Here is a simple strategy for estimating the approximate value of this exit strategy by determining today’s valuation, using a capitalization rate of 7%. Simply divide your actual annual net operating income (NOI) by 0.07. If your community has annual revenue of $3.6 million and expenses of $2.3 million representing an operating profit margin of 36%, then the NOI from this performance would be $1.3 million. Dividing that annual NOI figure by 0.07 reflects a preliminary value of approximately $18.6 million. Many who went through that simple exercise have changed their attitude about whether to consider an exit strategy.

Whether you actually decide to sell is an important decision. Whether you plan to fold your cards soon or hold them for a long time, having a sound exit strategy can only help.

To find out how Jim and the staff at MDS  can help you in regards to developing your exit strategy, contact us today.

Minimum Wage Issue Can Impact Senior Living

Minimum Wage Issue Can Impact Senior Living

There Is A Win-Win Strategic Solution

The potential impact of the emerging minimum wage increase on Senior living is currently unclear.  Right now it may be speculation, but it could become very real in the near future.  Now is the time to anticipate a future impact and develop an appropriate response.  The good news is that regardless of the minimum wage impact on Senior living, there are available practical responses that will have a favorable long run impact for astute owner-operators.

money-1012598_1920 The minimum wage issue is clearly an ethical dilemma and a real world business challenge.  Two conflicting issues are emerging; a legitimate moral and financial concern for lower paid, entry level employees versus a potentially serious fundamental business impact.

Many feel that modestly increasing the standard of living for lowly paid workers is the right thing to do.  But price and profit sensitive businesses with high concentrations of low-cost workers are concerned.   Industries like fast food would be dealing with several critical variables like higher prices, possibly a lower customer base, or lower profits.  Consideration is also being given to lowering cost by reducing entry level employee counts.  Simply stated, the fast-food industry and other businesses may have to reevaluate and adjust their business model.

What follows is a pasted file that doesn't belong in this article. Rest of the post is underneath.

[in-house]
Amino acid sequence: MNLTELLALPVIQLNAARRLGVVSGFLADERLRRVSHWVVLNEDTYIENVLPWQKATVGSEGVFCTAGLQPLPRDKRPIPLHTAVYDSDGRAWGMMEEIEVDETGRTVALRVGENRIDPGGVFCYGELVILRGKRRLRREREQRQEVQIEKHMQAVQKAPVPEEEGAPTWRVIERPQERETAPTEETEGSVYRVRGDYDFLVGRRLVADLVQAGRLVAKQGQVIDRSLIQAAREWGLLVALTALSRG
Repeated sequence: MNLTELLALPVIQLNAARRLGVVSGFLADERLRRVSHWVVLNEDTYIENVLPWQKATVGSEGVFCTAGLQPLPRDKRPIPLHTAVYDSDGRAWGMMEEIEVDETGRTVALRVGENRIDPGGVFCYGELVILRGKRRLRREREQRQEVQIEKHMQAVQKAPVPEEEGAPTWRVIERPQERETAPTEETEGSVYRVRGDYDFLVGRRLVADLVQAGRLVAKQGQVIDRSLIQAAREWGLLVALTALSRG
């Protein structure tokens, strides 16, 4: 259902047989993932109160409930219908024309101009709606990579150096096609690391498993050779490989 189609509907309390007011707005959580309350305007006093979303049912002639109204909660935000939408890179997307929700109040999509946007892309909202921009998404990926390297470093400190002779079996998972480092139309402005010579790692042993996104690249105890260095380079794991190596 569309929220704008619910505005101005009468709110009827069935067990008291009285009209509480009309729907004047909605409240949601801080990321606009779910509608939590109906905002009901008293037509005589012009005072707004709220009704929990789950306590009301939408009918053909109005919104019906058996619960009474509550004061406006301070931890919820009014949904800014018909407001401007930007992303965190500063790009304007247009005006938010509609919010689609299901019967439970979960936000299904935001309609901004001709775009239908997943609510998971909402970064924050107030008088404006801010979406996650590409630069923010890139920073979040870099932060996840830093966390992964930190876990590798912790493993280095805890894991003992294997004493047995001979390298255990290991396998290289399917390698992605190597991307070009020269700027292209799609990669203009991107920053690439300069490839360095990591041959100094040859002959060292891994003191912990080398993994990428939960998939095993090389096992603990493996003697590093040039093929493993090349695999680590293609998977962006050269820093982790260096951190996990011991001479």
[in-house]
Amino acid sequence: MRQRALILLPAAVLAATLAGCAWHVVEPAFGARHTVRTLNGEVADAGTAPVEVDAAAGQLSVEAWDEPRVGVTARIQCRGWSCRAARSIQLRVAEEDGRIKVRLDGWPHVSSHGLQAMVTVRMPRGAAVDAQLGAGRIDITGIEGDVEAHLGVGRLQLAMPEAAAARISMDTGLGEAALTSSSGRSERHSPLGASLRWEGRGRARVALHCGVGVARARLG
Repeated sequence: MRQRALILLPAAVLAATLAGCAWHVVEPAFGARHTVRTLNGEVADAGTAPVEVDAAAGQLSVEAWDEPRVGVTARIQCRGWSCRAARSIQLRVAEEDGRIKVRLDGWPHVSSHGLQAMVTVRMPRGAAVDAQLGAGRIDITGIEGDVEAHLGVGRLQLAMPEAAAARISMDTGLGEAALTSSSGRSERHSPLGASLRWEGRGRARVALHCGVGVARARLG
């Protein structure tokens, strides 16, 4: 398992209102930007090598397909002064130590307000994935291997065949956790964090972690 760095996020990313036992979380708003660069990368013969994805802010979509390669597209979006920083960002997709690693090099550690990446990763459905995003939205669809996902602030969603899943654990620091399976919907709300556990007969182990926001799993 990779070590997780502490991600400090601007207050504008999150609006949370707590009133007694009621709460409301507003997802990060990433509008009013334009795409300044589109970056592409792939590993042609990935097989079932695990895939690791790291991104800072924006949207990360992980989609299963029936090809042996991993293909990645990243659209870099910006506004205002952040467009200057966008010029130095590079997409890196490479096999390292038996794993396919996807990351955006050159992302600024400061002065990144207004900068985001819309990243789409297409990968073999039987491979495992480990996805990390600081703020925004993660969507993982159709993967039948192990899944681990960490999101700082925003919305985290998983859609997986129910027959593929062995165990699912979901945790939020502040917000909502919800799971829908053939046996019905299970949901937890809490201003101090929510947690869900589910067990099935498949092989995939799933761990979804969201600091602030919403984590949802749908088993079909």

There are also concerns that if the baseline minimum wage of $7.25 per hour (the current Federal standard), is increased by approximately $1.50 to at least $8.75 per hour, there could also be pressure to increase the hourly wages of other lower paid entry-level employees in an attempt to sustain the current offset from the increased minimum wage.  New York, California, Oregon, and Connecticut and Massachusetts have already set their minimum wage higher than $8.75 per hour.  Other states already either have an official minimum wage of at least $8.00 per hour or considering similar increases.

How Might This Affect the Senior Living Industry

There is a heavy concentration of entry level workers at a typical independent living or assisted living community.  Those entry level positions typically include housekeepers, laundry personnel, cooks, servers, and other dietary employees, as well as drivers, security personnel, some maintenance positions, and healthcare workers.

Let’s look at a typical 110 unit assisted living community with 55 Full Time Equivalent Employees (FTEs).  This staffing ratio of 0.5 FTEs per unit is a typical benchmark.  The types of lower wage earner workers mentioned earlier totals 43 FTEs.  Their current entry level wages range from $11.00 per hour (housekeeper, laundry and some health care support, security and maintenance workers) to $11.70 per hour for CNAs.

There could eventually be pressure by workers, labor unions and other interest groups to attempt to sustain the current offset between minimum wage levels and other entry level worker pay.  For example, if the minimum wage is increased by approximately $1.50 per hour, this offset, if also achieved by other workers, will have a significant financial impact on this assisted living community.

A financial sensitivity analysis of this issue revealed the following:

  • Annual Payroll Increase of $149,800 or 10.2%
  • Total Expense Increase of 4.5%
  • Net Operating Profit Margin Decrease of 3.4% (from $1.5 million to $882,450 in net income)

At an 8.0% capitalization rate, the intrinsic value of this community would decrease by approximately $1.9 million.  Granted, the potential minimum wage increase impact on other entry level wages involves speculation at this time, but the change is very likely to occur.

There is a viable win-win solution to this potential financial dilemma.  The solution involves three basic initiatives:  1) Reducing overall operating expenses, 2) Enhancing revenues and 3) Realizing organic growth through increased occupancy and expanded services within the community.  This strategy can be a very significant win-win solution because it addresses both the potential minimum wage financial impact and also improves the community’s long run financial performance.